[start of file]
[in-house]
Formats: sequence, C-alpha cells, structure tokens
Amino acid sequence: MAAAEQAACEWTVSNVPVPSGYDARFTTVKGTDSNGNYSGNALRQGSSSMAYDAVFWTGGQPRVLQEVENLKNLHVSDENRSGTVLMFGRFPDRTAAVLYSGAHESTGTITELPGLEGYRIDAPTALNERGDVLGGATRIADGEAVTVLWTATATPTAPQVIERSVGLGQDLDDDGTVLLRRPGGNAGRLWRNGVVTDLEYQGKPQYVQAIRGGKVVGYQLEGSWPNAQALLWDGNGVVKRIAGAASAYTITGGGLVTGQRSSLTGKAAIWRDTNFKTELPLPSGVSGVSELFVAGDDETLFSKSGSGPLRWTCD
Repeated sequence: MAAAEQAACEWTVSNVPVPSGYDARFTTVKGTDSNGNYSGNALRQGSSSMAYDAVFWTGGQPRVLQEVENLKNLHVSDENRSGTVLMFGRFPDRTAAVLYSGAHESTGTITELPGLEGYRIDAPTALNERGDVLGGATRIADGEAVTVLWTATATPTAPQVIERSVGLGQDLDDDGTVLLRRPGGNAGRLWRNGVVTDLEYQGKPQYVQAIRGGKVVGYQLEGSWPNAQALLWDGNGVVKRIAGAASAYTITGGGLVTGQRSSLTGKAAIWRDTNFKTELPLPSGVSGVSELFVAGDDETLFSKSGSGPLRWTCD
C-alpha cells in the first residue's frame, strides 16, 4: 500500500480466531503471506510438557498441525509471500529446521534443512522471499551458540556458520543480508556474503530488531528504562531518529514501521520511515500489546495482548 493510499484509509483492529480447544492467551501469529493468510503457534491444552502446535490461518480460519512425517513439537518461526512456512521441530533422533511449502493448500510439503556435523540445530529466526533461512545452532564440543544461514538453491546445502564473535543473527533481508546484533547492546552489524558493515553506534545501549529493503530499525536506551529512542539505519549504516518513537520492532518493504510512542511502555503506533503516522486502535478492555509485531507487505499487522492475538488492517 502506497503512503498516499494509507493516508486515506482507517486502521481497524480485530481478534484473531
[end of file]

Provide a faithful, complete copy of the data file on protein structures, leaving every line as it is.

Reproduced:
[in-house]
Formats: sequence, C-alpha cells, structure tokens
Amino acid sequence: MAAAEQAACEWTVSNVPVPSGYDARFTTVKGTDSNGNYSGNALRQGSSSMAYDAVFWTGGQPRVLQEVENLKNLHVSDENRSGTVLMFGRFPDRTAAVLYSGAHESTGTITELPGLEGYRIDAPTALNERGDVLGGATRIADGEAVTVLWTATATPTAPQVIERSVGLGQDLDDDGTVLLRRPGGNAGRLWRNGVVTDLEYQGKPQYVQAIRGGKVVGYQLEGSWPNAQALLWDGNGVVKRIAGAASAYTITGGGLVTGQRSSLTGKAAIWRDTNFKTELPLPSGVSGVSELFVAGDDETLFSKSGSGPLRWTCD
Repeated sequence: MAAAEQAACEWTVSNVPVPSGYDARFTTVKGTDSNGNYSGNALRQGSSSMAYDAVFWTGGQPRVLQEVENLKNLHVSDENRSGTVLMFGRFPDRTAAVLYSGAHESTGTITELPGLEGYRIDAPTALNERGDVLGGATRIADGEAVTVLWTATATPTAPQVIERSVGLGQDLDDDGTVLLRRPGGNAGRLWRNGVVTDLEYQGKPQYVQAIRGGKVVGYQLEGSWPNAQALLWDGNGVVKRIAGAASAYTITGGGLVTGQRSSLTGKAAIWRDTNFKTELPLPSGVSGVSELFVAGDDETLFSKSGSGPLRWTCD
C-alpha cells in the first residue's frame, strides 16, 4: 500500500480466531503471506510438557498441525509471500529446521534443512522471499551458540556458520543480508556474503530488531528504562531518529514501521520511515500489546495482548 493510499484509509483492529480447544492467551501469529493468510503457534491444552502446535490461518480460519512425517513439537518461526512456512521441530533422533511449502493448500510439503556435523540445530529466526533461512545452532564440543544461514538453491546445502564473535543473527533481508546484533547492546552489524558493515553506534545501549529493503530499525536506551529512542539505519549504516518513537520492532518493504510512542511502555503506533503516522486502535478492555509485531507487505499487522492475538488492517 502506497503512503498516499494509507493516508486515506482507517486502521481497524480485530481478534484473531